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LCFG Annual Review 2013

On Thursday 5th December 2013 instead of our normal monthly Deployers Meeting we will be holding an Annual Review session.

All users of LCFG are encouraged to attend this meeting to hear about what has been happening over the last year and what developments they can look forwards to in the next year. This is also an excellent opportunity to raise issues that are important to you, put forward ideas for future developments you would like to see and chat about all things LCFG!

If you have any topics you are particularly keen to have discussed then please edit this page and add them to the General Discussion section below with a brief summary.

This will start at 2pm and we aim to be finished by 5pm. It will be held in room 2.33 of the Informatics Forum (note that this is NOT the usual room).

The rough outline agenda is:

14:00 - 14:30 Upstream review from Informatics
14:30 - 15:00 Downstream review from IS
15:00 - 15:30 Tea break (mince pies if you're lucky!)
16:00 - 17:00 General Discussion

After the meeting there will be an informal gathering in a local pub followed by some food, everyone is welcome to come along.


LCFG Client Update

The major work for this year was a refactoring of the LCFG client code base. This follows the succesful work done on the server last year. Full details of the project plan are available, Stephen also blogged about the project.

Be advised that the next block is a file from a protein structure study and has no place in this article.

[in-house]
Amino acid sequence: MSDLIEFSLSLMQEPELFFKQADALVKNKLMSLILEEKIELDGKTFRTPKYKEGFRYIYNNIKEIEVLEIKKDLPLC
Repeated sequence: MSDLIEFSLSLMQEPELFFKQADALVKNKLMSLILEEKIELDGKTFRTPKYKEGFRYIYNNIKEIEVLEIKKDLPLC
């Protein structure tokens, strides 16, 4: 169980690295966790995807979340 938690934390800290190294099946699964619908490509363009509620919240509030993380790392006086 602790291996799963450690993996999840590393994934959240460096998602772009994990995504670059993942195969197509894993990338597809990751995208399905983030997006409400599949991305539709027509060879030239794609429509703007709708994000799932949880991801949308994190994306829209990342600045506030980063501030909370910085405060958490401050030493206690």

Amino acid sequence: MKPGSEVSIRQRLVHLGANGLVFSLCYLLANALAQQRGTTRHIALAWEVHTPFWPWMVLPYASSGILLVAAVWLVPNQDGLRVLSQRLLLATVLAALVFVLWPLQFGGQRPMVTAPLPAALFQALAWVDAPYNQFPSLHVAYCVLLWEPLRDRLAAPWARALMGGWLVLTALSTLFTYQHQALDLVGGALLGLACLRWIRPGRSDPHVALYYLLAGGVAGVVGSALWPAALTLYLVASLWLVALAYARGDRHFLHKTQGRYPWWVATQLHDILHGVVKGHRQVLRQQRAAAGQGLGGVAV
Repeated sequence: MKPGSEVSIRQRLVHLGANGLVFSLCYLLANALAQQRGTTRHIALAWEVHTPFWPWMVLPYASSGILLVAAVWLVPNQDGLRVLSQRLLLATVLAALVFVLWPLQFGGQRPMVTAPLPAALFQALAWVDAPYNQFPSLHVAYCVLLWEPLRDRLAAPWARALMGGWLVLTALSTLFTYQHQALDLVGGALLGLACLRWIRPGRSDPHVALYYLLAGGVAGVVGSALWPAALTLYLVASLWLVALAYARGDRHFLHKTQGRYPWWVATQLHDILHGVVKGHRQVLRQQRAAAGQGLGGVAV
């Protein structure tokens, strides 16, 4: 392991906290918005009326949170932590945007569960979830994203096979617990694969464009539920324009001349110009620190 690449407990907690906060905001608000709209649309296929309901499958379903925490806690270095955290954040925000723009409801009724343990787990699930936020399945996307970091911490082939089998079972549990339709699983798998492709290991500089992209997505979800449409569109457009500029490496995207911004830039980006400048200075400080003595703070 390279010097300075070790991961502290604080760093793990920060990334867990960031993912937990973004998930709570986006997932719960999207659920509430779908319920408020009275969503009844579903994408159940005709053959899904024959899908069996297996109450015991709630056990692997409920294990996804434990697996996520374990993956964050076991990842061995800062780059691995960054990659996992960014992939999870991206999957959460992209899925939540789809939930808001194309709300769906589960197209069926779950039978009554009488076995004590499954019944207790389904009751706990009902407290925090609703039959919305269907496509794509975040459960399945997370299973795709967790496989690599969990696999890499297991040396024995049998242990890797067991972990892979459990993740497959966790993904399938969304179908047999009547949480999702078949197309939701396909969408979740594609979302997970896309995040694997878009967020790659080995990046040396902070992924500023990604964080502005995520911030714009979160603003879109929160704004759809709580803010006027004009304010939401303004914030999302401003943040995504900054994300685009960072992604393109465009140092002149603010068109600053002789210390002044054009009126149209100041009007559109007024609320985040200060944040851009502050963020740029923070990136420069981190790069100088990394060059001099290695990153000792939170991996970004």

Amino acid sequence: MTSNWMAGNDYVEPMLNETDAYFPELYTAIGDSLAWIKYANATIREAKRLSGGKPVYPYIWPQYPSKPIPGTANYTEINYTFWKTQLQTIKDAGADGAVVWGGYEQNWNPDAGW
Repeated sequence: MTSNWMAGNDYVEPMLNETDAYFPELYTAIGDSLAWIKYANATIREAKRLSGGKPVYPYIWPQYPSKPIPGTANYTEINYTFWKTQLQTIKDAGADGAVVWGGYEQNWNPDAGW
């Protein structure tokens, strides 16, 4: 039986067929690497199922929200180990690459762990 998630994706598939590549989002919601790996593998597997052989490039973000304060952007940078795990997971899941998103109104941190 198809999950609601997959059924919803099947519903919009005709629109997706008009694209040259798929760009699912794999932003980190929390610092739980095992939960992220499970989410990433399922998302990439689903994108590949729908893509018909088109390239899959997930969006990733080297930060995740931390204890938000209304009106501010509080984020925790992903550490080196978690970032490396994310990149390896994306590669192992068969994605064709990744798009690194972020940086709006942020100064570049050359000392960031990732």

• Cleaned up code, improved maintainability
  • New test suite
  • Eradicated hard-wired paths (can use rdxprof as a normal user)
  • Fixed a couple of long-standing bugs:
    • Handles DNS changes for servers
    • Does not block if network port is unavailable
  • New generic profile support

Informatics are likely to be switching to the V3 client early in 2014. We may be able to maintain the capability to run with the V2 client for the short-term but it's unlikely to see further support.

The next phase of work has now begun. We are working on dropping the dependency on the ancient, and very unloved, W3C XML modules and moving to the standard, well-supported XML::LibXML modules. This should be completed within the next couple of months.